Pet Obesity: Simple Strategies for Controlling Your Pet’s Weight

Is your pet overweight or obese? According to a recent study published by the Association for Pet Obesity, an estimated 58.9% of cats and 53.9% of dogs in the United States are overweight.

Much like humans, animals are subject to many of the same short-term and long-term side-effects associated with being overweight, including general lethargy, increased risks of health problems, decreased emotional and cognitive function, increased anxiety, and more. Left unchecked, pet obesity can dramatically decrease your pet’s quality of life and certainly shorten your pet’s lifespan. Also like humans, our cats and dogs tend to overeat during the holidays. Or, to be more accurate, pet parents tend to overfeed their pets at this time, making pet obesity an even greater challenge in the fall and winter.

But don’t fret. The good news is that by being focused and intentional, and scheduling regular pet wellness checks, you can take action to help your dog or cat live a healthier, happier (and skinnier!) life.  

Five Simple Strategies for Fighting Pet Obesity

Pet obesity can have multiple causes, but the most common causes are overeating and inactivity—both of which you can control with a little bit of creativity and patience. Here are five simple strategies we recommend to help you begin improving your pet’s quality of life and fighting pet obesity:

Strategy 1: Know what’s right for your pet.

The first step is knowing the goal. Each animal is different, and it’s important to know exactly what’s right for your particular pet. Consult one of our veterinarians on your next visit to determine your pet’s ideal weight, caloric intake, number of meals per day, etc. We can even recommend the right specialty diet to help you control your pet’s weight. Armed with this knowledge, you can confidently manage your pet’s wellbeing.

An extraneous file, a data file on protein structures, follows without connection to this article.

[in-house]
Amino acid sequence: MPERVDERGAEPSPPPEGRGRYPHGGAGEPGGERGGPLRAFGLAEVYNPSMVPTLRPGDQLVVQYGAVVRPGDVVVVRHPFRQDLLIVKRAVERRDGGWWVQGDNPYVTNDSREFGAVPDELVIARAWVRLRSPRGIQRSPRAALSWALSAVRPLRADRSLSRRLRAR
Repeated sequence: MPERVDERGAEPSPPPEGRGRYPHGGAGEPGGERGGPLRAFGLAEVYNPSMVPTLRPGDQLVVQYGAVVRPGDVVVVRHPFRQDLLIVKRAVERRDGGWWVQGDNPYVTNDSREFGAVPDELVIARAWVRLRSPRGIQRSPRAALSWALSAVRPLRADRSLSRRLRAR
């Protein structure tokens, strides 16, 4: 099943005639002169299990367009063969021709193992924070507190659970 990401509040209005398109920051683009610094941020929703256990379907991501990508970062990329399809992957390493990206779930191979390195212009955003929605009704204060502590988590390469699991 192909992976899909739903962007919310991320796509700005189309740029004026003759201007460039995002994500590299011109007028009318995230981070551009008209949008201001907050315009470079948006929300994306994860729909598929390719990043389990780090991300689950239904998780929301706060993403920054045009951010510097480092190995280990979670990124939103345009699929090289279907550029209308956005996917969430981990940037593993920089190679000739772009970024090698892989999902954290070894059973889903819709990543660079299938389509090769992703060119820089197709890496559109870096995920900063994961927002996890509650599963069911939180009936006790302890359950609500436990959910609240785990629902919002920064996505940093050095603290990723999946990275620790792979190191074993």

Strategy 2: Count those calories!

Let’s face it—it’s easy to dish up a full can of pet food or guesstimate how much food your pet needs throughout the day. Often, we do this because it’s convenient or because we’re uncertain about exactly how much food is too much or too little. But the best way to avoid overfeeding and—ultimately—obesity is to count the calories your pet consumes each day and make sure this count aligns with your pet’s ideal caloric intake.

This means carefully reading the labels to determine exactly how many calories are in your pet’s food and what constitutes a serving size. If the serving size is listed by weight, consider investing in a kitchen scale to more easily determine the amount of food to give your pet. You can find an inexpensive kitchen scale at your local home goods store.

Strategy 3: Avoid treats and snacking.

We all know how hard it can be to resist your pet’s begging eyes as your dog or cat watches you cook dinner for you and your family. But feeding your pet food that is not intended for them, or supplementing their diet with treats (which are often high in calories) throughout the day, is a sure way to overfeed. We recommend cutting back on feeding outside of normal meal times and making sure that all extras are high-quality treats made especially for animals.

Strategy 4: Encourage an active lifestyle.  

Activity is good for your pet, and it’s essential that you encourage your pet to live an active lifestyle. The simplest way is to give your pet focused time, care, and attention—whether that means a few extra minutes on your daily walk with the dog or spending time each evening after work playing with the cat. For owners with busy lifestyles, you can further supplement this daily attention with Doggie Daycare, with toys, or by introducing activity, exercise, and games into your pet’s meal times.

Strategy 5: Keep your pets curious.

Going hand-in-hand with encouraging an active lifestyle is giving your pet reasons to remain active, interested, and engaged. Look around your home (and yard for outside pets) for ways to keep them engaged and curious. For dogs, it might mean buying a few new toys. For cats, it might mean giving them their own elevated, cat-friendly space that encourages climbing, jumping, and exploration. Puzzle toys and puzzle feeders are especially good choices for pets, especially senior dogs and cats or pets who are home alone during the day.

There are so many different ways that you can encourage your pets to be active and engaged with life. With a little bit of patience and being aware of your pet’s needs, you will soon begin to find new and creative ways to improve your pet’s life and health. And of course, if you have any questions or are looking for ideas, we’re always here to help and offer insight!

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